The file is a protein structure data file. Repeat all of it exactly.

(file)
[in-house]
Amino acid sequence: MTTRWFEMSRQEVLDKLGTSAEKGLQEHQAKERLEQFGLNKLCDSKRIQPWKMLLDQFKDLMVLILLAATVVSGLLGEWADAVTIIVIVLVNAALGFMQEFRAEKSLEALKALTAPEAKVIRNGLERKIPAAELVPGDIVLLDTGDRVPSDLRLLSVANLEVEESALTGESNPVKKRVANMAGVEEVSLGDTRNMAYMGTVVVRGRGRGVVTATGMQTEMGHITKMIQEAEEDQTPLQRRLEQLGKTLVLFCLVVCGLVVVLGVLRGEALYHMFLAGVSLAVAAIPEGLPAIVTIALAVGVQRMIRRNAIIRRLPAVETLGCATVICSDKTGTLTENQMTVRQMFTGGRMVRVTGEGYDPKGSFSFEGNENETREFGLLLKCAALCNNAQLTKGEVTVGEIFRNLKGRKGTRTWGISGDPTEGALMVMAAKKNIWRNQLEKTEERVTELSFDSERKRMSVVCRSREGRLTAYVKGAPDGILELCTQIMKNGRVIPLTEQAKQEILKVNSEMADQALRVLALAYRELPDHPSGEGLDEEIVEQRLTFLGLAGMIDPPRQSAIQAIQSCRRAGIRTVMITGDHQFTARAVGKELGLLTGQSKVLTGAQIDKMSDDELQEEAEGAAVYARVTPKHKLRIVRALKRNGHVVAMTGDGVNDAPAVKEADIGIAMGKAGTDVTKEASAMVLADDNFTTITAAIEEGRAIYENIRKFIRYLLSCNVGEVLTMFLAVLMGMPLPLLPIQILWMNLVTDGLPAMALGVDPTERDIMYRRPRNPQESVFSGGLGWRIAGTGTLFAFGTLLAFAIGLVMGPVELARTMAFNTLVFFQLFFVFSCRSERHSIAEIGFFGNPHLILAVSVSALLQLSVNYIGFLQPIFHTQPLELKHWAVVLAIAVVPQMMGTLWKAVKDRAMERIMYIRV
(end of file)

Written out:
[in-house]
Amino acid sequence: MTTRWFEMSRQEVLDKLGTSAEKGLQEHQAKERLEQFGLNKLCDSKRIQPWKMLLDQFKDLMVLILLAATVVSGLLGEWADAVTIIVIVLVNAALGFMQEFRAEKSLEALKALTAPEAKVIRNGLERKIPAAELVPGDIVLLDTGDRVPSDLRLLSVANLEVEESALTGESNPVKKRVANMAGVEEVSLGDTRNMAYMGTVVVRGRGRGVVTATGMQTEMGHITKMIQEAEEDQTPLQRRLEQLGKTLVLFCLVVCGLVVVLGVLRGEALYHMFLAGVSLAVAAIPEGLPAIVTIALAVGVQRMIRRNAIIRRLPAVETLGCATVICSDKTGTLTENQMTVRQMFTGGRMVRVTGEGYDPKGSFSFEGNENETREFGLLLKCAALCNNAQLTKGEVTVGEIFRNLKGRKGTRTWGISGDPTEGALMVMAAKKNIWRNQLEKTEERVTELSFDSERKRMSVVCRSREGRLTAYVKGAPDGILELCTQIMKNGRVIPLTEQAKQEILKVNSEMADQALRVLALAYRELPDHPSGEGLDEEIVEQRLTFLGLAGMIDPPRQSAIQAIQSCRRAGIRTVMITGDHQFTARAVGKELGLLTGQSKVLTGAQIDKMSDDELQEEAEGAAVYARVTPKHKLRIVRALKRNGHVVAMTGDGVNDAPAVKEADIGIAMGKAGTDVTKEASAMVLADDNFTTITAAIEEGRAIYENIRKFIRYLLSCNVGEVLTMFLAVLMGMPLPLLPIQILWMNLVTDGLPAMALGVDPTERDIMYRRPRNPQESVFSGGLGWRIAGTGTLFAFGTLLAFAIGLVMGPVELARTMAFNTLVFFQLFFVFSCRSERHSIAEIGFFGNPHLILAVSVSALLQLSVNYIGFLQPIFHTQPLELKHWAVVLAIAVVPQMMGTLWKAVKDRAMERIMYIRV